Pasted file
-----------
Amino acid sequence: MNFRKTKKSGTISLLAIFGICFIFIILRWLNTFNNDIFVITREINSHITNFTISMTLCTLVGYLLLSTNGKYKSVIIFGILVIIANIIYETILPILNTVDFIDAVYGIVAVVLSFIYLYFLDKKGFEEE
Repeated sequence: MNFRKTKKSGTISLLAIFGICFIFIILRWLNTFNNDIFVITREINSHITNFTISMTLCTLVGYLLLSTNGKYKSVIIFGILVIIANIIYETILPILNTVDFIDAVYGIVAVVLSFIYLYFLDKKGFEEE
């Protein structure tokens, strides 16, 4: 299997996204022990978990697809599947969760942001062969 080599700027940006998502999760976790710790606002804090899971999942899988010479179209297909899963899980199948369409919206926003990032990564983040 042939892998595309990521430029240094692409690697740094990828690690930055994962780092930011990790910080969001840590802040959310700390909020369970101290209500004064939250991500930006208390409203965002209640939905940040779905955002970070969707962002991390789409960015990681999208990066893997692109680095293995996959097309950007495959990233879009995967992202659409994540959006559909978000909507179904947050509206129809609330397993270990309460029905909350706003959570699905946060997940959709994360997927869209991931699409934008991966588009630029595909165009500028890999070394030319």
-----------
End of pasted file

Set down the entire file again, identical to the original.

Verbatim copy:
Amino acid sequence: MNFRKTKKSGTISLLAIFGICFIFIILRWLNTFNNDIFVITREINSHITNFTISMTLCTLVGYLLLSTNGKYKSVIIFGILVIIANIIYETILPILNTVDFIDAVYGIVAVVLSFIYLYFLDKKGFEEE
Repeated sequence: MNFRKTKKSGTISLLAIFGICFIFIILRWLNTFNNDIFVITREINSHITNFTISMTLCTLVGYLLLSTNGKYKSVIIFGILVIIANIIYETILPILNTVDFIDAVYGIVAVVLSFIYLYFLDKKGFEEE
């Protein structure tokens, strides 16, 4: 299997996204022990978990697809599947969760942001062969 080599700027940006998502999760976790710790606002804090899971999942899988010479179209297909899963899980199948369409919206926003990032990564983040 042939892998595309990521430029240094692409690697740094990828690690930055994962780092930011990790910080969001840590802040959310700390909020369970101290209500004064939250991500930006208390409203965002209640939905940040779905955002970070969707962002991390789409960015990681999208990066893997692109680095293995996959097309950007495959990233879009995967992202659409994540959006559909978000909507179904947050509206129809609330397993270990309460029905909350706003959570699905946060997940959709994360997927869209991931699409934008991966588009630029595909165009500028890999070394030319």